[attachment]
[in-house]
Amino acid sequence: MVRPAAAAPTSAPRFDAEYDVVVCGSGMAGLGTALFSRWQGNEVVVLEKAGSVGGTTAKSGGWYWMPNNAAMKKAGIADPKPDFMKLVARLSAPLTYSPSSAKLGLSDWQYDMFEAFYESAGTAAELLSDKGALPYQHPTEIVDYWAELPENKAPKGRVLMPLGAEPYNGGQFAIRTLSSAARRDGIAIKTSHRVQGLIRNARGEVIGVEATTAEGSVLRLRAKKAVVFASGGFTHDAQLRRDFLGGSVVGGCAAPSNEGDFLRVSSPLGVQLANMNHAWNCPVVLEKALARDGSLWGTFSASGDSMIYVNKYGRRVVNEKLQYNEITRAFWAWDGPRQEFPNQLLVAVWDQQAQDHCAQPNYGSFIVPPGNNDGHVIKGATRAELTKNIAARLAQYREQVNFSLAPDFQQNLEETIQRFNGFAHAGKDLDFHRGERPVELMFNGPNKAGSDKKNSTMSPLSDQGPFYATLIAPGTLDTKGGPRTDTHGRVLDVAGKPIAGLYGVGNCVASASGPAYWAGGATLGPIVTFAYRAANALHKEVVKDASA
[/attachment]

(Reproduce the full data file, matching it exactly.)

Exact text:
[in-house]
Amino acid sequence: MVRPAAAAPTSAPRFDAEYDVVVCGSGMAGLGTALFSRWQGNEVVVLEKAGSVGGTTAKSGGWYWMPNNAAMKKAGIADPKPDFMKLVARLSAPLTYSPSSAKLGLSDWQYDMFEAFYESAGTAAELLSDKGALPYQHPTEIVDYWAELPENKAPKGRVLMPLGAEPYNGGQFAIRTLSSAARRDGIAIKTSHRVQGLIRNARGEVIGVEATTAEGSVLRLRAKKAVVFASGGFTHDAQLRRDFLGGSVVGGCAAPSNEGDFLRVSSPLGVQLANMNHAWNCPVVLEKALARDGSLWGTFSASGDSMIYVNKYGRRVVNEKLQYNEITRAFWAWDGPRQEFPNQLLVAVWDQQAQDHCAQPNYGSFIVPPGNNDGHVIKGATRAELTKNIAARLAQYREQVNFSLAPDFQQNLEETIQRFNGFAHAGKDLDFHRGERPVELMFNGPNKAGSDKKNSTMSPLSDQGPFYATLIAPGTLDTKGGPRTDTHGRVLDVAGKPIAGLYGVGNCVASASGPAYWAGGATLGPIVTFAYRAANALHKEVVKDASA